Julieta Martinelli | Nashville Public Radio

Julieta Martinelli


Martinelli is the 2017-2018 newsroom fellow at WPLN. She began as an intern in summer 2017, where she reported on immigration, social issues and criminal justice, among other topics. Before arriving in Nashville, she split her time between the assignment desk and assisting the investigative team at CBS-46 in Atlanta. She has produced news segments and worked as a production manager for live shows with GSU-TV, her college station, and Georgia Public Broadcasting.

Before attaining her degree, Martinelli spent five years managing operations and media for a major Atlanta law firm and also worked as a writer and copy editor for Real Atlanta Magazine, a now-defunct bilingual monthly. She has previously interned at Gwinnett Daily Post and Atlanta Latino, a Spanish-language weekly, where she stayed on to report on immigration, education and issues affecting the immigrant community. Martinelli is a National Association of Hispanic Journalists scholarship winner, a NAHJ-NABJ 2016 Student Projects fellow and in 2017 was named a Chips Quinn Scholar by the Newseum Institute.

courtesy Tennessee Department of Veterans

A former Murfreesboro soldier is coming home. Technical Sergeant William O’Kieff died in a plane crash during the Vietnam War. It would take nearly 50 years for his remains to be identified.

Tony Gonzalez / WPLN

The complete investigation file on the fatal shooting of a black man by a white metro police officer was released today. Among the 615 pages of material, is concern over how the man’s gun was handled at the scene and a single witness who claims the officer used a racial slur just moments after the shooting.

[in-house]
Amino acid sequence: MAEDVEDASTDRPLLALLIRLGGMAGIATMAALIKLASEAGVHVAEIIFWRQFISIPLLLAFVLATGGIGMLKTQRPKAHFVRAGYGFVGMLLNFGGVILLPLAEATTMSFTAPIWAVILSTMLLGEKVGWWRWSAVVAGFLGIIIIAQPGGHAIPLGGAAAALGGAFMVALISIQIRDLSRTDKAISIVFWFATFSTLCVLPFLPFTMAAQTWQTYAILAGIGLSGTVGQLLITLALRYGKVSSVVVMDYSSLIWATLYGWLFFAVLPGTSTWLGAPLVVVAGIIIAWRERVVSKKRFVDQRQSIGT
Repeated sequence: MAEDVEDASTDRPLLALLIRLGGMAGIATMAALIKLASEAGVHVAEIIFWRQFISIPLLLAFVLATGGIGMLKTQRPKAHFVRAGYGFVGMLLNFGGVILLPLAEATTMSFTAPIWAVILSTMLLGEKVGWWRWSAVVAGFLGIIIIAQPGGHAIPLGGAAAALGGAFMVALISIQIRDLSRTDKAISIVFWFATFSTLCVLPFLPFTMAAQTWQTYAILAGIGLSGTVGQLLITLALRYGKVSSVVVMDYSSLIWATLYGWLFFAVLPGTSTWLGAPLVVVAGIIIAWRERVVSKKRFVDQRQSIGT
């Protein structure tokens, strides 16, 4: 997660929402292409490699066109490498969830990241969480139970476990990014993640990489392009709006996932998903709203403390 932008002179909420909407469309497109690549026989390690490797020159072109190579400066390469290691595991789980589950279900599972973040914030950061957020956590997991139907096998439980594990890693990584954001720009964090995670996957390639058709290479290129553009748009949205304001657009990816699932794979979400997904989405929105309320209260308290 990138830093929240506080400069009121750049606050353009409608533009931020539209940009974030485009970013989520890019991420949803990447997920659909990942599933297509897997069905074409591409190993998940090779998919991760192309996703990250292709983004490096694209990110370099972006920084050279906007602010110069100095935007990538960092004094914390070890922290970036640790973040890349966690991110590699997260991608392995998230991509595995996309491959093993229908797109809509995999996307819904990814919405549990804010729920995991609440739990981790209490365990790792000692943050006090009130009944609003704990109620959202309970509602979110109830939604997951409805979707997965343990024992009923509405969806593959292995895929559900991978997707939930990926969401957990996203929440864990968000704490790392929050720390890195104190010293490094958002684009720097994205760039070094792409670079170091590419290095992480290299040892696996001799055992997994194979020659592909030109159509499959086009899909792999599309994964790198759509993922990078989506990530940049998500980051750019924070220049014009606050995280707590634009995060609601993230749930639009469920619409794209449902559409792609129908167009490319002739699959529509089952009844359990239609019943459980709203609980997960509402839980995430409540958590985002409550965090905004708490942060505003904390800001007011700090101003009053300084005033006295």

Julieta Martinelli / WPLN

Local tech startups are more popular than ever — with investors outside of Tennessee, that is.

Data that tracks capital investment trends in the last five years show a steady rise in funding from out-of-state backers. But funding from investors in Tennessee hasn’t seen the same growth. 

Julieta Martinelli / WPLN

A Chinese-owned company that makes memory foam pillows and mattresses opened its first American manufacturing plant in La Vergne on Tuesday.

Sinomax, which has provided products for Walmart stores since 2006, invested $28 million in the new facility and is expected to create 350 local jobs. 

Julieta Martinelli / WPLN

The Metro Council will soon review new legislation asking the city to stop honoring voluntary detention requests from immigration agents.  The ordinances, presented this week by Council Member At-Large Bob Mendes and District 17 Councilman Colby Sledge, would be the closest Nashville has come to having sanctuary city-like laws, which they say still meet federal and state guidelines.

LifeFlight Facebook Page

A smartphone will now become a more critical tool for nurses and EMT’s in Middle Tennessee. A new phone app makes it possible for them to request a medical flight with the push of a button.


Spencer Wiggins had been in college just a few months when he decided to volunteer for the Vietnam War. Now an education executive, he volunteers and works with veterans — some from the same conflict.

But the Brentwood resident admits that he still has some of his own emotions to sort out. He was interviewed by his daughter inside the StoryCorps’ Airstream trailer that was parked outside of Nashville Public Radio's studios.


IKEA has been quietly scouting Nashville for more than six years. That is according to the Swedish furniture giant, who just announced plans to open its newest location in Antioch.

Julieta Martinelli / WPLN

The Nashville Predators are warning fans not to be fooled by counterfeit tickets. The hockey team is playing in its first Stanley Cup finals and tickets are reselling for upwards of a thousand dollars.

Team officials say scammers are more skilled than ever at reproducing near perfect counterfeits, even mimicking the raised seals and holograms.

Julieta Martinelli / WPLN

Of six booming metropolitan areas in the South, Nashville has the highest rate of injured workers. That’s according to a new study conducted by a professor at the University of Illinois at Chicago and two national labor organizations.